Two days ago, it was the allegation that one of the prominent senators had falsified his educational qualifications. He had lived in Canada for many years, quite all right, but the University of Toronto had no record of his attendance.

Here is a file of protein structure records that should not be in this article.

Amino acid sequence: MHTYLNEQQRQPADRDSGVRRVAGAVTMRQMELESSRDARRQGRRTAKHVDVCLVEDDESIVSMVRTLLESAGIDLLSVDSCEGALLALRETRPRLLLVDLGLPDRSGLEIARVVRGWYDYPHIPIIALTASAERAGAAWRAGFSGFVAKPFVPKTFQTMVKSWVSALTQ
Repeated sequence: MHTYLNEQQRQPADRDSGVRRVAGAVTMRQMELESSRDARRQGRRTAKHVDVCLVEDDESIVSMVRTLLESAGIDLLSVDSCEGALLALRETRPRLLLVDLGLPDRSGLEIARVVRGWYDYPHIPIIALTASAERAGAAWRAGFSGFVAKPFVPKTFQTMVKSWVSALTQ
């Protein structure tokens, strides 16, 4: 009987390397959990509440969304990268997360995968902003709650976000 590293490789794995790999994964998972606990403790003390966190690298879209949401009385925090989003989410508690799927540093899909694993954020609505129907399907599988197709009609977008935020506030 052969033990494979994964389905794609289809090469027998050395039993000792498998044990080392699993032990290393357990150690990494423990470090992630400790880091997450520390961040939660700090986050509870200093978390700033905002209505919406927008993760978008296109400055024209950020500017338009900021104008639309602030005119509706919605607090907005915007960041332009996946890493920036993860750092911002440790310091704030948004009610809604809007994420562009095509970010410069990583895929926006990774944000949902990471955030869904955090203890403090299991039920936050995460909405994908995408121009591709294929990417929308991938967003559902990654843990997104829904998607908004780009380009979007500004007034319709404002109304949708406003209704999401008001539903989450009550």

Culled from I Do Not Come to You by Chance[caption id="attachment_5513" align="aligncenter" width="400"] Source: questionmarkmag.com[/caption] Born to Chief Sir Chukwuma Hope Nwaubani (regarded as the most-experienced Chartered Accountant in Umuahia, Abia State) and Dame Patricia Uberife Nwaubani (who began her teaching career as the only black teacher in an upper-middle-class British school) in 1976, in Enugu (Nigeria); but was raised in Umuahia, Abia State (Nigeria). 1986, aged 10, she attended boarding school at the Federal Government Girls College, Owerri, Imo State (Nigeria); she then went on to study Psychology at the University of Ibadan, Oyo State (Nigeria). Adaobi started writing stories before age 10; she earned her very first income by winning a writing competition at the age of 13. At 15, she was awarded best poet and playwright in her secondary school – Federal Government Girls College, Owerri. But then, writing was just one of the many things she was good at, her other hobbies included chess, scrabble and singing. In fact, she was so enthusiastic, that she once boasted to a friend that she’d be the very best dish-washer if she ever got a job in a restaurant! Writing for Adaobi seems to be hereditary, as her mother wrote a novel (though it was never published); her godmother, Mrs. Angela Ukairo, co-authored a couple of textbooks; and Flora Nwapa, the first female black African to have a novel published, was her aunt. And in December 2006, her thirst for writing was re-awakened. In the next 30 days,January – February 2007, she had produced the first draft of her debut novel, I Do Not Come to You By Chance. [caption id="attachment_5514" align="aligncenter" width="292"] Source: extranet.editis.com[/caption] I Do Not Come to You By Chance (2009), about a young man called Kingsley who seeks the assistance of his 419 kingpin uncle called ‘Cash Daddy’ to help his family out of poverty, won the 2010 Commonwealth Writers' Prize for Best First Book (Africa), a 2010 Betty Trask First Book award, and was named by the Washington Post as one of the Best Books of 2009. Adaobi also became the first contemporary African writer on the global stage to have got an international book deal while still living in her home country, and the first writer in the history of world literature to capture the 419 scams phenomenon in a novel. Adaobi was one of the pioneer editorial staff of Nigeria’s now defunct NEXT newspapers; she served as the editor of élan, the fashion and style magazine of NEXT. She was later appointed to the position of opinion editor. In 2012, she was selected as one of 15 emerging leaders in government, business and civil society from across West Africa, to attend a ‘Leadership for Change’ training program sponsored by the Private Investors for Africa (PIA). It’s important to note that while researching for her novel, Adaobi approached several publishers home and abroad (via the internet); and she signed with an agent shortly after. While she doesn't have any formal writing training, her novel has been used to teach at higher institutions around the world. By Olusola Agbaje